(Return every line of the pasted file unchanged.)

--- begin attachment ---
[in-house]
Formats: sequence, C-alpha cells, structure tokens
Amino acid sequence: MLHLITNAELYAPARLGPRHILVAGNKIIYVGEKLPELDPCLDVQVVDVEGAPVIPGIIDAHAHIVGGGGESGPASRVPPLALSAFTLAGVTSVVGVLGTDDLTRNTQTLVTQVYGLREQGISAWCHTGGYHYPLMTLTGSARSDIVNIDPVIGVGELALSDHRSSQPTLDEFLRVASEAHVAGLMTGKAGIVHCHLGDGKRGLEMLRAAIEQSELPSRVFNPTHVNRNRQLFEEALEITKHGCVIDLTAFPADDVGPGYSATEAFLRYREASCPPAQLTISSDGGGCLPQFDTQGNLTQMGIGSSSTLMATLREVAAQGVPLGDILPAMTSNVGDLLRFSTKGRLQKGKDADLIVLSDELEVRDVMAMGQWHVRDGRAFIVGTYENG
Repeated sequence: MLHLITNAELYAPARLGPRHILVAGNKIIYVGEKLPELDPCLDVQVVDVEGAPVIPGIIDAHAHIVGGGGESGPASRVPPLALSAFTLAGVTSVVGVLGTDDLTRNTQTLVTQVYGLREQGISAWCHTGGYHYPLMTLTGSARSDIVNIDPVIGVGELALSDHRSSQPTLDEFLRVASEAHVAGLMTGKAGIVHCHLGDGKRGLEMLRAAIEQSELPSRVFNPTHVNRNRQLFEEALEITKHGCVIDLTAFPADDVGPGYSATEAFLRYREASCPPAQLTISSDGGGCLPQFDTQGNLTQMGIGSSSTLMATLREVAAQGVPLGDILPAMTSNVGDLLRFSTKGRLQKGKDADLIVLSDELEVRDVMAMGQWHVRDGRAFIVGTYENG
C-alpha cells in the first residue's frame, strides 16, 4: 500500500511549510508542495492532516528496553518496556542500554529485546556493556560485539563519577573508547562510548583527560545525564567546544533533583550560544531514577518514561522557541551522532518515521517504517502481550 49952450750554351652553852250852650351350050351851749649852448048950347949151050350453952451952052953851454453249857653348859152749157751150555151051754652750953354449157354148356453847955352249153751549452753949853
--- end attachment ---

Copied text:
[in-house]
Formats: sequence, C-alpha cells, structure tokens
Amino acid sequence: MLHLITNAELYAPARLGPRHILVAGNKIIYVGEKLPELDPCLDVQVVDVEGAPVIPGIIDAHAHIVGGGGESGPASRVPPLALSAFTLAGVTSVVGVLGTDDLTRNTQTLVTQVYGLREQGISAWCHTGGYHYPLMTLTGSARSDIVNIDPVIGVGELALSDHRSSQPTLDEFLRVASEAHVAGLMTGKAGIVHCHLGDGKRGLEMLRAAIEQSELPSRVFNPTHVNRNRQLFEEALEITKHGCVIDLTAFPADDVGPGYSATEAFLRYREASCPPAQLTISSDGGGCLPQFDTQGNLTQMGIGSSSTLMATLREVAAQGVPLGDILPAMTSNVGDLLRFSTKGRLQKGKDADLIVLSDELEVRDVMAMGQWHVRDGRAFIVGTYENG
Repeated sequence: MLHLITNAELYAPARLGPRHILVAGNKIIYVGEKLPELDPCLDVQVVDVEGAPVIPGIIDAHAHIVGGGGESGPASRVPPLALSAFTLAGVTSVVGVLGTDDLTRNTQTLVTQVYGLREQGISAWCHTGGYHYPLMTLTGSARSDIVNIDPVIGVGELALSDHRSSQPTLDEFLRVASEAHVAGLMTGKAGIVHCHLGDGKRGLEMLRAAIEQSELPSRVFNPTHVNRNRQLFEEALEITKHGCVIDLTAFPADDVGPGYSATEAFLRYREASCPPAQLTISSDGGGCLPQFDTQGNLTQMGIGSSSTLMATLREVAAQGVPLGDILPAMTSNVGDLLRFSTKGRLQKGKDADLIVLSDELEVRDVMAMGQWHVRDGRAFIVGTYENG
C-alpha cells in the first residue's frame, strides 16, 4: 500500500511549510508542495492532516528496553518496556542500554529485546556493556560485539563519577573508547562510548583527560545525564567546544533533583550560544531514577518514561522557541551522532518515521517504517502481550 49952450750554351652553852250852650351350050351851749649852448048950347949151050350453952451952052953851454453249857653348859152749157751150555151051754652750953354449157354148356453847955352249153751549452753949853